As described above, successful completion of identification operations (e.g., processes 600 and 700) places the host and accessory in a state where they are capable of exchanging messages and have negotiated an operating agreement that specifies which messages each device will accept from the other. In some embodiments, the agreement can implicitly include certain messages that are presumed sendable or receivable by all host or accessory devices, e.g., the identification-related messages and/or other general messages as described above.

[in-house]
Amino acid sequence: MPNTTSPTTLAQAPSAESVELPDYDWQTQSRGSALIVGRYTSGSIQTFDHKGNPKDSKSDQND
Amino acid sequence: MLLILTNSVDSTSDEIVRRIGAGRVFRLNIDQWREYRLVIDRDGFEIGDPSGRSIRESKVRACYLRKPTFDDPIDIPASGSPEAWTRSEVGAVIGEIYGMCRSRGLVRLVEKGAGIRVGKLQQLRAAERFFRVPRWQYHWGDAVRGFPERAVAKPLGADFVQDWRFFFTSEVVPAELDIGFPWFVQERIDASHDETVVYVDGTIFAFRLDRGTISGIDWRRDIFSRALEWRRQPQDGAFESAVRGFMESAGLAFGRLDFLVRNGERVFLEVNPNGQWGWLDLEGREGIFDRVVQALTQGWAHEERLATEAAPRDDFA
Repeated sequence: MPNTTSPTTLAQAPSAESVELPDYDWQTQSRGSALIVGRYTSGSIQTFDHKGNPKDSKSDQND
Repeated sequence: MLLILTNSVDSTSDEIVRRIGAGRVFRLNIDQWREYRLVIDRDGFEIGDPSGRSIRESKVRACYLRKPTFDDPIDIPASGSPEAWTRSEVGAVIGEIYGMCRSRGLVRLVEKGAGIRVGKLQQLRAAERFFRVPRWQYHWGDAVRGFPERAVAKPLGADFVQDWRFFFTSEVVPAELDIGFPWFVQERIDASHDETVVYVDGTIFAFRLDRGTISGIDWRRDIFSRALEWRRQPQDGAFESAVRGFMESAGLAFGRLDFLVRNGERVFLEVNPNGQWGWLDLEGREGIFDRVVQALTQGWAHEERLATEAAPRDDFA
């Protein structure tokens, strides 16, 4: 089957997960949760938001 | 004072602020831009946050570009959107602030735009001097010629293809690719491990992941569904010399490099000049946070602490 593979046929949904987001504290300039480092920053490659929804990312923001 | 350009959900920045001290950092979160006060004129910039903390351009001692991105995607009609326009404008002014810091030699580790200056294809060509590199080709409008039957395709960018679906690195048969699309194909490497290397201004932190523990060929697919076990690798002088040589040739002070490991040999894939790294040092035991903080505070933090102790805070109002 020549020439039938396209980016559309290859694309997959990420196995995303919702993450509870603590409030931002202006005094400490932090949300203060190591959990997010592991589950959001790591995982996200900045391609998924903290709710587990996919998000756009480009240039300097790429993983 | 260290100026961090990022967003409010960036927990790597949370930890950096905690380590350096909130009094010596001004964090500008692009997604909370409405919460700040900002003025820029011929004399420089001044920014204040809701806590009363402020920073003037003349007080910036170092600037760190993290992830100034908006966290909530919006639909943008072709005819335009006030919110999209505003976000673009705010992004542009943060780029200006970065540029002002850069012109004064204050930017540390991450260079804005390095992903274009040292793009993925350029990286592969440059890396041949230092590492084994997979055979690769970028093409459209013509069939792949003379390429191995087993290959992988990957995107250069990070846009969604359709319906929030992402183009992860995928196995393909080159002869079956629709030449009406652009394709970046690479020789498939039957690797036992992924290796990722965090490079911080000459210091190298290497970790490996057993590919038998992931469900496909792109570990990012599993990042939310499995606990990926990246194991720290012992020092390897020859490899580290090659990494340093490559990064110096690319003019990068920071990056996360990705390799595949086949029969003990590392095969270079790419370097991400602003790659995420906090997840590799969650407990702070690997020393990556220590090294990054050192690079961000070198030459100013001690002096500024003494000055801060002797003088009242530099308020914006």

Well-behaved devices conform to the negotiated operating agreement. Thus, for example, a well-behaved accessory does not send any messages other than those that were on the accepted list of sendable messages and disregards any messages other than those that were on the accepted list of receivable messages. Similarly, a well-behaved host disregards any messages received from the accessory other than those that were on the accepted list of sendable messages and does not send any to the accessory messages other than those that were on the accepted list of receivable messages. Disregarding received messages that were not agreed to can help protect the host (or accessory) against an ill-behaved accessory (or host) that violates the agreement by sending a message the recipient did not agree to receive. This in turn can provide for more reliable interoperation between the devices. It is not required that a well-behaved device (host or accessory) actually does send or receive all of the agreed-upon messages during a particular communication session, only that it be capable of doing so. Whether a particular message is or is not sent may depend on specific circumstances of the operation, including in some instances user interaction.